Required renovation in the 1960s revealed the original framework of the building. The town decided to restore the building as it was in the 1770s. This was an actual restoration except for the balcony which has been installed with a flat floor and no pews in order to have a museum of and for the town. Books, maps, pictures, clothing and other memorabilia have been collected, all relating to Bristol.*
Loudville Church, Center of Louds Island Loudville
Pemaquid Point Light
[Pemaquid Point] Spectacularly located on a high promontory with long dramatically sea grooved ledges running southwesterly for a third of a mile into the ocean, it was built in 1827 and rebuilt in 1857. It has been the scene of a number of tragic shipwrecks because of that long ledge. The station has three structures: a stone light tower, an attached keeper’s quarters and a red brick bell tower. The 34 foot, square tower stands 79 feet above sea level with an 11,000 candlepower automated light. The keeper’s quarters, also of stone, is a one-story building. The brick bell tower is 12 feet high. [See photos above.]
Pemaquid Point Light is an extremely important navigational mark between the entrance to Johns Bay and Muscongus Bay. In 1934 the keeper’s house and surrounding land was given to the State and is now a state park with a lighthouse and maritime museum. On September 5, 1813, during the War of 1812, people gathered on this site to witness the epic ship battle between the British brig Boxer and the United States brig Enterprise, only a short distance from shore. The Boxer was defeated.*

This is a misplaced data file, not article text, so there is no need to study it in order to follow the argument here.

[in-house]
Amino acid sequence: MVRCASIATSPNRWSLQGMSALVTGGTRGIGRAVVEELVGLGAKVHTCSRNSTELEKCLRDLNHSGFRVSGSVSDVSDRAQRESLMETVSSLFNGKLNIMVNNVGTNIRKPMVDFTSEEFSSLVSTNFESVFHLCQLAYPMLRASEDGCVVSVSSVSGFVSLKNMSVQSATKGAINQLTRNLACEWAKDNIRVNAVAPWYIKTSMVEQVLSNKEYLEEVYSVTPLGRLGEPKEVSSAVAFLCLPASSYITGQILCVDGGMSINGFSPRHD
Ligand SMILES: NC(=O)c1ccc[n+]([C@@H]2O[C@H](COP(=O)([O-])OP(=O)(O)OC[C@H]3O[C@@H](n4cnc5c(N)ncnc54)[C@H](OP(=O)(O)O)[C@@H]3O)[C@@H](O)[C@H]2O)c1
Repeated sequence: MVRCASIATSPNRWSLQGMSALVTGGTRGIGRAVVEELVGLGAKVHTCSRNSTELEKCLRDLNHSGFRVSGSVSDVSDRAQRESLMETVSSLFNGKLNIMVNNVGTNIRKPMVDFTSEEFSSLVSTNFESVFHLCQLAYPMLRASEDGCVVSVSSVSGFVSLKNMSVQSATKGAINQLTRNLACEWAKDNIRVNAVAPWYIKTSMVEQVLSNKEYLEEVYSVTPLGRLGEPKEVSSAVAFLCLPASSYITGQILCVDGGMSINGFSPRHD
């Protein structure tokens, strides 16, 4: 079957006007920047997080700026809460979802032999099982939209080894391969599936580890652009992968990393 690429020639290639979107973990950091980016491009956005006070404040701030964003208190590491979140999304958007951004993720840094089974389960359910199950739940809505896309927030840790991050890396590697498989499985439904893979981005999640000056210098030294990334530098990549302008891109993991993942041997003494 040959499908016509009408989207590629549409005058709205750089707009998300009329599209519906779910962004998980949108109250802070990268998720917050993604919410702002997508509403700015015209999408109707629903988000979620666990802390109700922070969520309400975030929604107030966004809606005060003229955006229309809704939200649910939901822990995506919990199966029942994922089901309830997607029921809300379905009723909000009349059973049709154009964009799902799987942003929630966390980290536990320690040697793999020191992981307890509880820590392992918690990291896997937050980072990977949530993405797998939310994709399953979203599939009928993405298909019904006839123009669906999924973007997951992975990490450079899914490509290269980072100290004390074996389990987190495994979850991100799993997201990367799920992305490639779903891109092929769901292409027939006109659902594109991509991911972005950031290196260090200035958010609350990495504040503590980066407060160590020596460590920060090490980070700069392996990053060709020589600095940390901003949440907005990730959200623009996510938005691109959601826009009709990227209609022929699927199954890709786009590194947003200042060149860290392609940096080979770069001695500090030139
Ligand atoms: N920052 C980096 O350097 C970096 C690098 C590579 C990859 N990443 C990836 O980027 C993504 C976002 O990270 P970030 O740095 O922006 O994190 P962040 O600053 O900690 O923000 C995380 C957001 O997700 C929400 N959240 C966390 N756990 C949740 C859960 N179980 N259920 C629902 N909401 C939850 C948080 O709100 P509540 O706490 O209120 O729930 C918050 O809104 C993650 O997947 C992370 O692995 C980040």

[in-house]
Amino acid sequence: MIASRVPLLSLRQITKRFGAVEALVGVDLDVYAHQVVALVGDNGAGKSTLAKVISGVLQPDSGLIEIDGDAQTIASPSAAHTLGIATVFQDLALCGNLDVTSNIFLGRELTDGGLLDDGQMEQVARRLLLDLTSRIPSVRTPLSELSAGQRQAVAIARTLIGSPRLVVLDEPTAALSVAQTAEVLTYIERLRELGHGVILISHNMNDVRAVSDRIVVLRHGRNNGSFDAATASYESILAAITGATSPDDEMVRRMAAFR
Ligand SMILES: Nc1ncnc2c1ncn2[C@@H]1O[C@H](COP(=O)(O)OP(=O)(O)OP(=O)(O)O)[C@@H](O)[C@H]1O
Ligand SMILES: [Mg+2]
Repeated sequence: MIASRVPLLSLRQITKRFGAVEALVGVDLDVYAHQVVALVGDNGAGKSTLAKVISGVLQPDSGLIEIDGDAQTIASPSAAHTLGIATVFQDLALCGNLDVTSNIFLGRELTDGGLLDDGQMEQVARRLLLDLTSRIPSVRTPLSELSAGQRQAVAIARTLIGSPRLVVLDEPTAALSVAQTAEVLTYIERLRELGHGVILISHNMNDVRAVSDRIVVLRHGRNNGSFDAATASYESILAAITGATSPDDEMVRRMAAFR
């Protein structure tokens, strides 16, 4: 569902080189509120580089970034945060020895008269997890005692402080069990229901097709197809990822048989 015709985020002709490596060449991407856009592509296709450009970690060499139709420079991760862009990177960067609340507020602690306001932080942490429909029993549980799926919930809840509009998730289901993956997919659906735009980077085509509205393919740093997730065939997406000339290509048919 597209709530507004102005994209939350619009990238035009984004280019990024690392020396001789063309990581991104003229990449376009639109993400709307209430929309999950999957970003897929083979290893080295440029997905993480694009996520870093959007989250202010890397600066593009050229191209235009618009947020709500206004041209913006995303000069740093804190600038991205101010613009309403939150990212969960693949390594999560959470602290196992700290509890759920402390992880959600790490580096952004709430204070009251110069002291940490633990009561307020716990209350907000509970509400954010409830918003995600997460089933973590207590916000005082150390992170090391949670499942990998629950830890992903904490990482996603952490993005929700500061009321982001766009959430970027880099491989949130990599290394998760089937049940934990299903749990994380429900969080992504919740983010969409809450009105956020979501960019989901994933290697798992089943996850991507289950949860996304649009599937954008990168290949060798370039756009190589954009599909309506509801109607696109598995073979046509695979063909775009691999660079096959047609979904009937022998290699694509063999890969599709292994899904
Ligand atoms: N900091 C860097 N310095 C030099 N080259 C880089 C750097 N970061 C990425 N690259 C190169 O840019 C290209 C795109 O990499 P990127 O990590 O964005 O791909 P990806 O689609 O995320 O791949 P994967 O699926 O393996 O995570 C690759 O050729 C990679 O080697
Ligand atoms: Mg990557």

Pemaquid Restoration and Museum, North of Pemaquid Beach at Pemaquid Point Pemaquid Beach
[east side of Maine Route 32, .05 miles south of junction with Back Shore Road, Round Pond] The 1853 Union Church, also known as the Brown Church, is a modest Gothic Revival style wooden frame building that features board-and-batten siding and pointed arch windows. It is one of only a handful of such church buildings that survive in Maine. The church building was probably dedicated late in 1853 or in 1854. For a brief time the church building was used by the Baptists and Adventists, but it appears to have fallen into disrepair during and immediately after the Civil War. Renewed interest during the 1870s resulted in repairs under the leadership of the Union Sewing Society. Local residents were served by a variety of pastors during the summer months.
Church records indicate that on March 1, 1853, a committee of seven local men was formed to build the meeting house. Records make no reference to the involvement of an architect or master builder. Although the general scale of the Union Church is not unlike others in Maine, its board-and-batten siding, the configuration of its pointed arch windows and doorway, and the preservation of its original exterior and interior color schemes are notable characteristics.*